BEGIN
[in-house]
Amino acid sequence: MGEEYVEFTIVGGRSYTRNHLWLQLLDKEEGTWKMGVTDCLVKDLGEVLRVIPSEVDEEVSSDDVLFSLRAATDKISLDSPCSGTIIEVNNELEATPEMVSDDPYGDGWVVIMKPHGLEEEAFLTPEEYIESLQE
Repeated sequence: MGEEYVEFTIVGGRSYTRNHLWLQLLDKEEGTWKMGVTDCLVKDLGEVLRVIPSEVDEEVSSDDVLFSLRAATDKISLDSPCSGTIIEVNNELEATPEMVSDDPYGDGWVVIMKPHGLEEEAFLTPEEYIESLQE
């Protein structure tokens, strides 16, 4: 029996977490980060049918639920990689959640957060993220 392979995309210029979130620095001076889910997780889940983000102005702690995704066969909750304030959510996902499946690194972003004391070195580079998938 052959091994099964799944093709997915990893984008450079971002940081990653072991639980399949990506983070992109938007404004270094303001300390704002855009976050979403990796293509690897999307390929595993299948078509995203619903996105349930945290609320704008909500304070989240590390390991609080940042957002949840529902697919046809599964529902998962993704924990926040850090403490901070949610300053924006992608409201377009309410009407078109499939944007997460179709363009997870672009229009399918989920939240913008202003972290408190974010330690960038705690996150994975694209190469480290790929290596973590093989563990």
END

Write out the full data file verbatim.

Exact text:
[in-house]
Amino acid sequence: MGEEYVEFTIVGGRSYTRNHLWLQLLDKEEGTWKMGVTDCLVKDLGEVLRVIPSEVDEEVSSDDVLFSLRAATDKISLDSPCSGTIIEVNNELEATPEMVSDDPYGDGWVVIMKPHGLEEEAFLTPEEYIESLQE
Repeated sequence: MGEEYVEFTIVGGRSYTRNHLWLQLLDKEEGTWKMGVTDCLVKDLGEVLRVIPSEVDEEVSSDDVLFSLRAATDKISLDSPCSGTIIEVNNELEATPEMVSDDPYGDGWVVIMKPHGLEEEAFLTPEEYIESLQE
């Protein structure tokens, strides 16, 4: 029996977490980060049918639920990689959640957060993220 392979995309210029979130620095001076889910997780889940983000102005702690995704066969909750304030959510996902499946690194972003004391070195580079998938 052959091994099964799944093709997915990893984008450079971002940081990653072991639980399949990506983070992109938007404004270094303001300390704002855009976050979403990796293509690897999307390929595993299948078509995203619903996105349930945290609320704008909500304070989240590390390991609080940042957002949840529902697919046809599964529902998962993704924990926040850090403490901070949610300053924006992608409201377009309410009407078109499939944007997460179709363009997870672009229009399918989920939240913008202003972290408190974010330690960038705690996150994975694209190469480290790929290596973590093989563990």